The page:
Press Release

New Mexico Legislature Continues to Push Forward Cannabis Legalization Bill that Centers Social Justice

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House Bill 12 Passes Senate Tax, Business, and Transportation Committee

March 9, 2021 – Santa Fe, NM – With the Senate Tax, Business and Transportation Committee Voting in Favor of Cannabis Legalization, Emily Kaltenbach, Senior Director for Resident States and New Mexico for the Drug Policy Alliance, released the following statement:

“House Bill 12, the only cannabis legislation centered in social justice—putting New Mexico families before big business—emerged as a favored bill in the Senate, rightly indicating the state’s priorities for legalization. Of the amendments made to the bill in the Tax Committee was one that increases the plant count for microbusiness licenses, which will inevitably lead to a more equitable and diverse marketplace and encourage local small businesses involvement in the industry.

With only one more committee to vote on the measure before the full Senate takes up the bill, cannabis legalization in New Mexico has a clear path to the Governor’s desk.

And though SB 288—another legalization bill that does not include any social justice and equity provisions or public health protections, and continues to perpetuate the criminalization of New Mexicans—was also passed out of committee, New Mexicans have made it abundantly clear that, while they are excited to make [cannabis] legalization a reality in the state, repairing the damage done by the drug war is non-negotiable.”

As New Mexico considers the end of cannabis prohibition, any legislation that moves forward in New Mexico should be comprehensive and contain these key provisions:

  1.       Equity in the new marketplace
  • Allow individuals with prior cannabis convictions to work in the new cannabis industry and to apply and receive a license.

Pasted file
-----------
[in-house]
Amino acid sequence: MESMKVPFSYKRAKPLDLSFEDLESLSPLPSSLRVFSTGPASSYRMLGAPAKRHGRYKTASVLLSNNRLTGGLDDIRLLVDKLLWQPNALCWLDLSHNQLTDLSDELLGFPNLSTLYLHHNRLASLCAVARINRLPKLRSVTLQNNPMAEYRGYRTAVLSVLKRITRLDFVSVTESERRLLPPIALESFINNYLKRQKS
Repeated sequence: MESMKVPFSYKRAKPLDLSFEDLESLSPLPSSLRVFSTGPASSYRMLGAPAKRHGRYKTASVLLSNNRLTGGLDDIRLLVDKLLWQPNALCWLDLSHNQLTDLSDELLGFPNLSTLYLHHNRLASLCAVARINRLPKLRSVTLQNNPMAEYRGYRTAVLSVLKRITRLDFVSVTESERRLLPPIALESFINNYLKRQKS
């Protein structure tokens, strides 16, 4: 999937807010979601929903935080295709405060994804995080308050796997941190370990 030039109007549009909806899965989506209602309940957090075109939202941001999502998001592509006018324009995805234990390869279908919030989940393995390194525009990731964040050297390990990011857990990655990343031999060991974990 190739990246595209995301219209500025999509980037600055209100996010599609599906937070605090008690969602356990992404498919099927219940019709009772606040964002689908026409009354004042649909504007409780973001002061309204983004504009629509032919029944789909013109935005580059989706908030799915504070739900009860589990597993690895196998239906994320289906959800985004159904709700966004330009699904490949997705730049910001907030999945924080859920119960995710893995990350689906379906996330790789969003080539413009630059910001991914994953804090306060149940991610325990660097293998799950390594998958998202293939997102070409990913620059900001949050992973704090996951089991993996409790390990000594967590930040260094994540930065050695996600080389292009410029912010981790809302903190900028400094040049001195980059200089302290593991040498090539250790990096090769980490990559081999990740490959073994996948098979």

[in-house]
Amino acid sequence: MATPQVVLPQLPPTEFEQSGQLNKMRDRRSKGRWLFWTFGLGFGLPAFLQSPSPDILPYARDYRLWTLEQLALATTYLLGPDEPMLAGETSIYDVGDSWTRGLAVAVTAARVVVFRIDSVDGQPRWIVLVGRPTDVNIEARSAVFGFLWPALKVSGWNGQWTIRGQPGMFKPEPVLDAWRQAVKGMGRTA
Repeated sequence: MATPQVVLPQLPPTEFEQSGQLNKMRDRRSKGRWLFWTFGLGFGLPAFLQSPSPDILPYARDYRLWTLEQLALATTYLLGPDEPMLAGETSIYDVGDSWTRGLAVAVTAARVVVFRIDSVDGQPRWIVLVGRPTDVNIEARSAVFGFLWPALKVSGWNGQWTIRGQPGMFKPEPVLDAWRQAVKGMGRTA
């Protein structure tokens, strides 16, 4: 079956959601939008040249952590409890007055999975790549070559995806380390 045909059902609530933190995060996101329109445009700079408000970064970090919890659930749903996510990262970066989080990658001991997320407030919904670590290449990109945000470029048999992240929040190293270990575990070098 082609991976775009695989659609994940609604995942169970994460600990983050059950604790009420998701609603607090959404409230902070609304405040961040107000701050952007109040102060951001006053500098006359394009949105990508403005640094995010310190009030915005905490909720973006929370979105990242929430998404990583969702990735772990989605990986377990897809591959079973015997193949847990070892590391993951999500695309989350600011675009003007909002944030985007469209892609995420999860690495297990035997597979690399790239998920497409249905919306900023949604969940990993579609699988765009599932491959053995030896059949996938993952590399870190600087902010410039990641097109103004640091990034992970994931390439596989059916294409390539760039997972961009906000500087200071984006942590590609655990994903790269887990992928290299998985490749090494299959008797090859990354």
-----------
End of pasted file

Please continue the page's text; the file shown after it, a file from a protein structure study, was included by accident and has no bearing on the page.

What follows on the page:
• Create a microbusiness license that would be given priority to be licensed first, creating an opportunity for small New Mexico businesses to enter the marketplace while requiring other licensing fees to be scaled on the size of the business.
  • Require the state to create a social and economic plan to encourage diversity in licensing.
  • Authorize the Executive to enter into intergovernmental agreements with Indian Nations, Tribes, and Pueblos regarding the implementation and compliance in connection with legalization.
  1.     Protections for the use of cannabis
  • Prohibit police from stopping and searching an individual or vehicle based on the smell of cannabis alone.
  • No denial of public benefits or health care based on cannabis use or a positive cannabis drug test.
  • Prohibit prior cannabis convictions to bar anyone from licensure or employment of any kind.
  • Conduct allowed under the new law shall not in itself constitute grounds for intervention, removal or placement into state custody of a child; denial of custody or visitation; and, presumption of neglect of child endangerment.